OHS Canada Magazine

All but one of 10 workers injured in crash between bus and truck out of hospital

September 18, 2018
By The Canadian Press
Health & Safety Transportation injured workers occupational health and safety Oil and gas saskatchewan Workplace accident -- injury

One person remains in hospital following a collision at a rural Saskatchewan intersection that left a bus carrying pipeline workers on its side in the ditch.

Ten workers were injured when the school-type bus collided with a semi-truck hauling canola in Kerrobert on Friday afternoon, a spokesman for the company that employs the workers said Saturday.

Paul Stuckless, corporate safety manager for O.J. Pipelines, said the workers were travelling to Kindersley, Sask., from a worksite when their bus was struck by a grain truck. He said 16 workers in the pipe welding crew, including the driver, were on board at the time.

Stuckless said the truck struck the side of the bus, sending it spinning into a ditch, and police said the bus came to rest on its side. “It was a pretty busy night, but we’re looking after everybody,” Stuckless said, noting he did not know the extent of the injuries of the person who remained in hospital.

The crash came just days after the Humboldt Broncos played their first game since the April collision involving the hockey team’s bus and a transport truck at a rural Saskatchewan intersection. Sixteen people, including 10 players, were killed and 13 players were injured in that crash, which also happened on a Friday afternoon.


RCMP did not release the nature or extent of the injuries in the Kerrobert crash, but said in a news release Saturday that none were considered life-threatening. They also noted that the driver of the truck – which was hauling two trailers of canola – and the woman who was driving the bus were not hurt.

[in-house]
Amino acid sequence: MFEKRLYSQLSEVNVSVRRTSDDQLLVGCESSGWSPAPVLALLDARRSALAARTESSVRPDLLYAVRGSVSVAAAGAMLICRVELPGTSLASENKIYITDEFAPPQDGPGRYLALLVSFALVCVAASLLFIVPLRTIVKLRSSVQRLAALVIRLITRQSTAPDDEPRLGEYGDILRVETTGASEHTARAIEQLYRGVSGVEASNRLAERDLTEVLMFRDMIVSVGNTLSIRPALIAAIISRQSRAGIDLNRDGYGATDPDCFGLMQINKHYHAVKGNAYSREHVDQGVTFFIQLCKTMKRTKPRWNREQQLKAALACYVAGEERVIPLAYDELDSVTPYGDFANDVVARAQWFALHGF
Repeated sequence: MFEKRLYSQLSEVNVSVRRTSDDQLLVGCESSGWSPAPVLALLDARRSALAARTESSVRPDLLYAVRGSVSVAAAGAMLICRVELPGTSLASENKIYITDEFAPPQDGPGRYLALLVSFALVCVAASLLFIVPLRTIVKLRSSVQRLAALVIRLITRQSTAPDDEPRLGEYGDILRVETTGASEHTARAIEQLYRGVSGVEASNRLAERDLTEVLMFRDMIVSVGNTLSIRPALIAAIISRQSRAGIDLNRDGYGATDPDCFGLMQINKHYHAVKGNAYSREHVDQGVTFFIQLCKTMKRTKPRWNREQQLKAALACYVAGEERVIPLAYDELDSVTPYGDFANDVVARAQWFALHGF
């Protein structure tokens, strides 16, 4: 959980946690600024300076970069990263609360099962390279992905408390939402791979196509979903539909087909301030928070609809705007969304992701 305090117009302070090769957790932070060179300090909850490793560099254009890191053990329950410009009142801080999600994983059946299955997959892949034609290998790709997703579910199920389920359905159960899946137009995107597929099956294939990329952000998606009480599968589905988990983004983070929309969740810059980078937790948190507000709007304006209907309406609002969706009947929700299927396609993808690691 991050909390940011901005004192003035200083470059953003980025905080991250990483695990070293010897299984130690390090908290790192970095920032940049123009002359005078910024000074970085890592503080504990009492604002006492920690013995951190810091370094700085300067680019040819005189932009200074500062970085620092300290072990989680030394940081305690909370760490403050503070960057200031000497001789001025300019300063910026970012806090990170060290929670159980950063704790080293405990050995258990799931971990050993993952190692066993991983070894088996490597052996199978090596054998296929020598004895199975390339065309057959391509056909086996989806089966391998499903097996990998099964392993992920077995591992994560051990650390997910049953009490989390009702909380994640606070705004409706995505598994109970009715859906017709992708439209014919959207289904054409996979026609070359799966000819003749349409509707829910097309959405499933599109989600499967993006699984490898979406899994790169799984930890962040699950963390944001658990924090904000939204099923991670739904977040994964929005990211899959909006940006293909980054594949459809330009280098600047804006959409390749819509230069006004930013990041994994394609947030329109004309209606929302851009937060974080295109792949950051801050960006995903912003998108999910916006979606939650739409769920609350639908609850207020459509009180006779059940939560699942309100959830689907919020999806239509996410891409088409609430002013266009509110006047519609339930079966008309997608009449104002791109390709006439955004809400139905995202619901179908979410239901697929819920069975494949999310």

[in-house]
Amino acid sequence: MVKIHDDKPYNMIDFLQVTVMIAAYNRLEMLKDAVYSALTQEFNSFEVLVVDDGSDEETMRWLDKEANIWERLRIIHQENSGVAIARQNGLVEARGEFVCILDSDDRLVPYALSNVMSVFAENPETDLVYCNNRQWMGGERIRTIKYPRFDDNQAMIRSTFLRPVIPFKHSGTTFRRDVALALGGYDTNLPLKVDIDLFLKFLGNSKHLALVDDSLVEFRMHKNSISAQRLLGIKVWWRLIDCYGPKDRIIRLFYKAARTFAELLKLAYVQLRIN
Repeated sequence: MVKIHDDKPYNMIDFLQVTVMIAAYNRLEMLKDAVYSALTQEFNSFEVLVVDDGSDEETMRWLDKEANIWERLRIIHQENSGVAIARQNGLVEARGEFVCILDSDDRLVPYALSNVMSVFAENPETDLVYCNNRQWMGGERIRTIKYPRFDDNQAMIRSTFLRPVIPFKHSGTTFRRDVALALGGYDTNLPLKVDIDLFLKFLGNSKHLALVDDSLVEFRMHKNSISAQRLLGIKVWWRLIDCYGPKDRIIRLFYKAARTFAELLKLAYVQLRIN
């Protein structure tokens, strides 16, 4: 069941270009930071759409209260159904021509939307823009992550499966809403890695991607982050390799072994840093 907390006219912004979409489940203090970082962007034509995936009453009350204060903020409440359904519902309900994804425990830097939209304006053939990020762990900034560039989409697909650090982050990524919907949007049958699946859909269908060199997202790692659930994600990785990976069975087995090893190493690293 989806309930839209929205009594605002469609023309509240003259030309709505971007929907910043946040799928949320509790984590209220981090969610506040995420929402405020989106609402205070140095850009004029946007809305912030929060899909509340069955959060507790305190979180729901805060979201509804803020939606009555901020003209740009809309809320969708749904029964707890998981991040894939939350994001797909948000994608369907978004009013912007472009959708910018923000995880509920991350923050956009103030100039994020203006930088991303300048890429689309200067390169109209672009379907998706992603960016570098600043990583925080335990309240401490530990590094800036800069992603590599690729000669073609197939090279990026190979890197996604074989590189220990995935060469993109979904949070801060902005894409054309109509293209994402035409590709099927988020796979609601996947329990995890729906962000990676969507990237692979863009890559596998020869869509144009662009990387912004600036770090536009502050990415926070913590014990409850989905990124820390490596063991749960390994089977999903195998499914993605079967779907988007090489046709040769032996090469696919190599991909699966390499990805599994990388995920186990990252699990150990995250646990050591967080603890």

Three people were taken to a hospital in Saskatoon by helicopter, and seven others were taken to local hospitals, police said. Four were treated at the scene.

Chris Bunz, a resident of nearby Unity, Sask., said he was driving by and saw the semi-truck in the middle of the intersection and a white bus lying on its side in the shoulder, dented but with windows intact.

“(The semi) looked like it had probably just a little front-end damage, and the bus had a little bit of rippling in the side, so I don’t think it was too, too big a collision, but enough to put the bus over,” he said in a phone interview.

RCMP said they’re still investigating the crash, but said they don’t believe at this point that alcohol was a factor. Cpl. Rob King said the driver of the semi was licenced to haul the double rig.

Stuckless, meanwhile, said the bus, which his company leased for its crews, was equipped with seatbelts.

He said four of O.J. Pipelines’ own emergency staff went to the scene and assisted local first responders.

Bunz said the presence of industrial activity, heavy traffic and speeding drivers make the intersection where the crash occurred a particularly dangerous one.

“There’s a lot of equipment parked at the corner – they have a stockpile of dirt and a bunch of equipment too, so it’s kind of distracting, because you have that right in that corner and lots of traffic too,” he said.

The driver of the truck involved in the April collision, Jaskirat Singh Sidhu, is charged with 16 counts of dangerous driving causing death and 13 counts of dangerous driving causing bodily injury.

Sidhu, who was not hurt in the crash, was released on $1,000 bail in July under conditions he not drive and that he surrender his passport.

Copyright (c) 2018 The Canadian Press


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